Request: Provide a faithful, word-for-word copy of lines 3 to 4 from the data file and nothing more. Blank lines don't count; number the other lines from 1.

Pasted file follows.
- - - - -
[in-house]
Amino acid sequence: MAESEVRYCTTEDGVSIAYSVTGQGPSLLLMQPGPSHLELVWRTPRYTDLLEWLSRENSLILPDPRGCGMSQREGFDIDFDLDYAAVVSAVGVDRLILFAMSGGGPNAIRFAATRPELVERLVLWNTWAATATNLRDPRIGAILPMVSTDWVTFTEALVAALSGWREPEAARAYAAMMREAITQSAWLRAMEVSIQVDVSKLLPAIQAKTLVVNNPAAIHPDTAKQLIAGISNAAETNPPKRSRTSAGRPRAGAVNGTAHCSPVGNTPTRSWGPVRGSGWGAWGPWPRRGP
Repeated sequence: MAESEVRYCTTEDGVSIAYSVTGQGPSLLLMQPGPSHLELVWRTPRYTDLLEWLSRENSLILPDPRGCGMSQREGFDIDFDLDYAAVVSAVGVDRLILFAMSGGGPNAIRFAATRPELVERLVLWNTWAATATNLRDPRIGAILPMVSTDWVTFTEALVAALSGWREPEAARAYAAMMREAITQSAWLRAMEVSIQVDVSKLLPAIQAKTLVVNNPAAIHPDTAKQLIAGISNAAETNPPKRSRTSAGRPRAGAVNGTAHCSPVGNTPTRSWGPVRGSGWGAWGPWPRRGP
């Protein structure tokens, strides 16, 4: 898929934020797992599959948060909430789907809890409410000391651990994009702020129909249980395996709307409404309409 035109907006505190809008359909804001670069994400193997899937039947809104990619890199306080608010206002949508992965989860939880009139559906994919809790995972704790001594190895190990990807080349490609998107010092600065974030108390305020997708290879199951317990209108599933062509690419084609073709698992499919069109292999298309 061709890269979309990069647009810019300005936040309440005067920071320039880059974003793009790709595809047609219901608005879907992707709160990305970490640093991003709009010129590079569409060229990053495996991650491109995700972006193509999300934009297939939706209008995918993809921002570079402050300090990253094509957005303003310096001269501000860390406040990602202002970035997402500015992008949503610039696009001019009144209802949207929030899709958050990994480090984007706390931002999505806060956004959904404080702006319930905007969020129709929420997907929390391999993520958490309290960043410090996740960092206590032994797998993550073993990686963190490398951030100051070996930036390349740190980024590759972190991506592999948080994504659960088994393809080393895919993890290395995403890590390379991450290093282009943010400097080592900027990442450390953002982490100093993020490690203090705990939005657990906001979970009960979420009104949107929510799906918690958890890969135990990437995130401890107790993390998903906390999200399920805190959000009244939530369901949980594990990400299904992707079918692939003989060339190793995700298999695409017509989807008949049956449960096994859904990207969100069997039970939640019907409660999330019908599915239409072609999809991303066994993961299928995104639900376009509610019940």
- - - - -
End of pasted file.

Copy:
Repeated sequence: MAESEVRYCTTEDGVSIAYSVTGQGPSLLLMQPGPSHLELVWRTPRYTDLLEWLSRENSLILPDPRGCGMSQREGFDIDFDLDYAAVVSAVGVDRLILFAMSGGGPNAIRFAATRPELVERLVLWNTWAATATNLRDPRIGAILPMVSTDWVTFTEALVAALSGWREPEAARAYAAMMREAITQSAWLRAMEVSIQVDVSKLLPAIQAKTLVVNNPAAIHPDTAKQLIAGISNAAETNPPKRSRTSAGRPRAGAVNGTAHCSPVGNTPTRSWGPVRGSGWGAWGPWPRRGP
């Protein structure tokens, strides 16, 4: 898929934020797992599959948060909430789907809890409410000391651990994009702020129909249980395996709307409404309409 035109907006505190809008359909804001670069994400193997899937039947809104990619890199306080608010206002949508992965989860939880009139559906994919809790995972704790001594190895190990990807080349490609998107010092600065974030108390305020997708290879199951317990209108599933062509690419084609073709698992499919069109292999298309 061709890269979309990069647009810019300005936040309440005067920071320039880059974003793009790709595809047609219901608005879907992707709160990305970490640093991003709009010129590079569409060229990053495996991650491109995700972006193509999300934009297939939706209008995918993809921002570079402050300090990253094509957005303003310096001269501000860390406040990602202002970035997402500015992008949503610039696009001019009144209802949207929030899709958050990994480090984007706390931002999505806060956004959904404080702006319930905007969020129709929420997907929390391999993520958490309290960043410090996740960092206590032994797998993550073993990686963190490398951030100051070996930036390349740190980024590759972190991506592999948080994504659960088994393809080393895919993890290395995403890590390379991450290093282009943010400097080592900027990442450390953002982490100093993020490690203090705990939005657990906001979970009960979420009104949107929510799906918690958890890969135990990437995130401890107790993390998903906390999200399920805190959000009244939530369901949980594990990400299904992707079918692939003989060339190793995700298999695409017509989807008949049956449960096994859904990207969100069997039970939640019907409660999330019908599915239409072609999809991303066994993961299928995104639900376009509610019940």